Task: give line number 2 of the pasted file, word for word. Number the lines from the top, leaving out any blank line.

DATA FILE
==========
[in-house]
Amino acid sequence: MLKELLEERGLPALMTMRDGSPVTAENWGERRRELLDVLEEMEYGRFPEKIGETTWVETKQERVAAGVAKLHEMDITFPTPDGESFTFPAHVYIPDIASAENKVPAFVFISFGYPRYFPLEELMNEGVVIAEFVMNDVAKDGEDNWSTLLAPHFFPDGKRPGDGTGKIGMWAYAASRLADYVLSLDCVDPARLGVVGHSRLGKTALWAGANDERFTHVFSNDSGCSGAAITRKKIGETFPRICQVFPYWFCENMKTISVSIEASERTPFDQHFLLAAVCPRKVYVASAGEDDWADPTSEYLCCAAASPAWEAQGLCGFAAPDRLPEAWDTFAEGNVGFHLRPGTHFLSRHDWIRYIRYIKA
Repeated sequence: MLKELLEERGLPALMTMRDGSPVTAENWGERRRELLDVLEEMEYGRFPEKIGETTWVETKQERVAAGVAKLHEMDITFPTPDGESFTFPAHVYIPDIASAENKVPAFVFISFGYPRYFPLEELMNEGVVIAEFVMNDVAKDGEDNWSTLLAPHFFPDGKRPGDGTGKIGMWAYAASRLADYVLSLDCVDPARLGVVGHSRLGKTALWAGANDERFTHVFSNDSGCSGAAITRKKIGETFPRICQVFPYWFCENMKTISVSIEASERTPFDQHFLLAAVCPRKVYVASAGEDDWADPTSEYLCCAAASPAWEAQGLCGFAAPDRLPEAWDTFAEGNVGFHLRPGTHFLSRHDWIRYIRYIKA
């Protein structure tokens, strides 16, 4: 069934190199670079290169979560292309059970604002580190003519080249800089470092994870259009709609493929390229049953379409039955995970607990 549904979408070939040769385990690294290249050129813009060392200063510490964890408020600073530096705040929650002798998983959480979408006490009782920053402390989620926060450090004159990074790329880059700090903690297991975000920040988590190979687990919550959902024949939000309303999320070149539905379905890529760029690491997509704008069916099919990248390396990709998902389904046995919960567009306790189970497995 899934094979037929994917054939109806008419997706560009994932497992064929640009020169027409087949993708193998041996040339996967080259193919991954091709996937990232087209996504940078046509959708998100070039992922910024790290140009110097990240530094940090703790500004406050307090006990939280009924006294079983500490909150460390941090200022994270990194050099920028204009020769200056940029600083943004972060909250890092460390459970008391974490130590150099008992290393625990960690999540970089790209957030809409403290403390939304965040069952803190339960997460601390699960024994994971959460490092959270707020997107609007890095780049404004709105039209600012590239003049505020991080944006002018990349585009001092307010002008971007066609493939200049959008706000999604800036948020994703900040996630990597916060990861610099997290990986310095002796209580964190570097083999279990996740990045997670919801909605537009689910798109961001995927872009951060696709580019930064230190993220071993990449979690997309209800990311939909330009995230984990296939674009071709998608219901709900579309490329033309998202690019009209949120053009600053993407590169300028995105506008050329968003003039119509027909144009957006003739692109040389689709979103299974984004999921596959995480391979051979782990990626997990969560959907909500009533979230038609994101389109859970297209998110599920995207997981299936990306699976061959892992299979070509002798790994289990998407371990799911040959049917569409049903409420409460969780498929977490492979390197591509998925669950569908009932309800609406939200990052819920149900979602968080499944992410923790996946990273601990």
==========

Amino acid sequence: MLKELLEERGLPALMTMRDGSPVTAENWGERRRELLDVLEEMEYGRFPEKIGETTWVETKQERVAAGVAKLHEMDITFPTPDGESFTFPAHVYIPDIASAENKVPAFVFISFGYPRYFPLEELMNEGVVIAEFVMNDVAKDGEDNWSTLLAPHFFPDGKRPGDGTGKIGMWAYAASRLADYVLSLDCVDPARLGVVGHSRLGKTALWAGANDERFTHVFSNDSGCSGAAITRKKIGETFPRICQVFPYWFCENMKTISVSIEASERTPFDQHFLLAAVCPRKVYVASAGEDDWADPTSEYLCCAAASPAWEAQGLCGFAAPDRLPEAWDTFAEGNVGFHLRPGTHFLSRHDWIRYIRYIKA